Near misses appear to make a gambler play more even though it is just another loss. Having a run of events like several reds on roulette makes people think that black is due. This is called the ”Gambler’s Fallacy.” Opposing this we have what is known as the ”Hot Hand Fallacy” where in games of skill a run of good results makes competitors believe their luck is in and will continue. There is evidence that problem gamblers are particularly prone to these errors, but even so at times, all gamblers may become more vulnerable especially after a run of losers, or other external emotional or environmental reasons.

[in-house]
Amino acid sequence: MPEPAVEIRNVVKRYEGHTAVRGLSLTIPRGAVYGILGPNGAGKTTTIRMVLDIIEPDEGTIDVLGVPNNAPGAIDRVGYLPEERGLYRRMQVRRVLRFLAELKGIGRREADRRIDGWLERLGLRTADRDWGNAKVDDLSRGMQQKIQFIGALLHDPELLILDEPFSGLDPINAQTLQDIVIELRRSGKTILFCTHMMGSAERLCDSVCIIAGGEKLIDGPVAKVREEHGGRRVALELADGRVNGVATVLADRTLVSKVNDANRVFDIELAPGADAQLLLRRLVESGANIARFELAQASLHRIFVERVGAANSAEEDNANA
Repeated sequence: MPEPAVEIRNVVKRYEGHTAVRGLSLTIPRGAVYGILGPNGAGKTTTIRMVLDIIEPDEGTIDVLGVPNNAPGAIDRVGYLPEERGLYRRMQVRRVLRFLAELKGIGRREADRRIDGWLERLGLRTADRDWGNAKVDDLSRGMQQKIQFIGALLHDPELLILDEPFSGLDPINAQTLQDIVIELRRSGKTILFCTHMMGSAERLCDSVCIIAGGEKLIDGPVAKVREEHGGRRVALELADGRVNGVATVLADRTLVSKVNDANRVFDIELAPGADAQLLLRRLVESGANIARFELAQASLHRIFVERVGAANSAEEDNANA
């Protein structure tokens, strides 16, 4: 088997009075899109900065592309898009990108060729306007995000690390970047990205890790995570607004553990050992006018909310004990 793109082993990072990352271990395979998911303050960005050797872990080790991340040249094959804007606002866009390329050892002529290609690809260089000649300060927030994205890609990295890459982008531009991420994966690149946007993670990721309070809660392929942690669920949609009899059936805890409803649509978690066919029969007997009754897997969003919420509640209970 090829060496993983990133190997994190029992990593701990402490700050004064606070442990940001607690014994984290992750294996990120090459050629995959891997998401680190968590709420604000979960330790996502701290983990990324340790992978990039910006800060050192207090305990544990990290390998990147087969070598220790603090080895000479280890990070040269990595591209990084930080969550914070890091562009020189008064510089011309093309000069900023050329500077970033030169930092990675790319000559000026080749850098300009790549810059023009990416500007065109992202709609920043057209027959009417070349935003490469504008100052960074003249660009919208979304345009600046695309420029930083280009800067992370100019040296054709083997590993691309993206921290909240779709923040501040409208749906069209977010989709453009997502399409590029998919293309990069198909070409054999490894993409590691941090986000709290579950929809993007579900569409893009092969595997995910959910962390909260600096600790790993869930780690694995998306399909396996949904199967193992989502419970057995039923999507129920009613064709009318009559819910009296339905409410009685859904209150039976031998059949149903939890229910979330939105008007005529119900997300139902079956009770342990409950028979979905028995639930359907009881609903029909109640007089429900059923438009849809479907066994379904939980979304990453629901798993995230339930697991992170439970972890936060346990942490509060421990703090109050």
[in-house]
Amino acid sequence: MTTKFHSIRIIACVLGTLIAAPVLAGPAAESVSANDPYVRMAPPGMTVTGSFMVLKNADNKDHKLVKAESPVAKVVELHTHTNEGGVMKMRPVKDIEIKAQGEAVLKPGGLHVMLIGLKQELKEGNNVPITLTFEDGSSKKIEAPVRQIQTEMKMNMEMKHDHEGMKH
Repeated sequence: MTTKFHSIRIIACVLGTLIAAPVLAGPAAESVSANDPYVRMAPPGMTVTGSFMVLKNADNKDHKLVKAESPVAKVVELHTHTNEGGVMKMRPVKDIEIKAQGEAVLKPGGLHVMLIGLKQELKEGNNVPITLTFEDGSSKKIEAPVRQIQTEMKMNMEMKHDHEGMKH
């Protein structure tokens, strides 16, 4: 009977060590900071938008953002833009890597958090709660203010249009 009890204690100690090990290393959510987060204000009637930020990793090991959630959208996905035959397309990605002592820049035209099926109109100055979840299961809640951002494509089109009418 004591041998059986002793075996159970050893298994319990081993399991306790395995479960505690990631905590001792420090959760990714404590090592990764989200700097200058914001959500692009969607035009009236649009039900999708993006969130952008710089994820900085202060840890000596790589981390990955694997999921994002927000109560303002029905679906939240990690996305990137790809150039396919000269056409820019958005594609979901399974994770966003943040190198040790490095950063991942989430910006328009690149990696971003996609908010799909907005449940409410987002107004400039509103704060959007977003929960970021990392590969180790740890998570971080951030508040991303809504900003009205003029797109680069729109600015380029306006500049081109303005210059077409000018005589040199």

Dr Luke Clarke of the University of Cambridge April 2014 published research that used several patients with different brain injuries in an experiment to determine which part of the brain was responsible for these distortions. He used gambling games in the research. 1: A slot machine that delivered wins and near misses and 2: A roulette game involving red or black. He used a control group of healthy patients and was able to report that all groups were effected by near misses and the gamblers fallacy except for the insula brain damaged group. So we know that a part of our brain ”the insula” is responsible for these distortions and that they occurred in the healthy control group as well. This part of the brain was already known to have a key role in our emotions and so any adverse emotional stimuli may make a person more vulnerable to these fallacies. www.cam.ac.uk/research/news/scientists-identify-part-of-brain-linked-to-gambling-addiction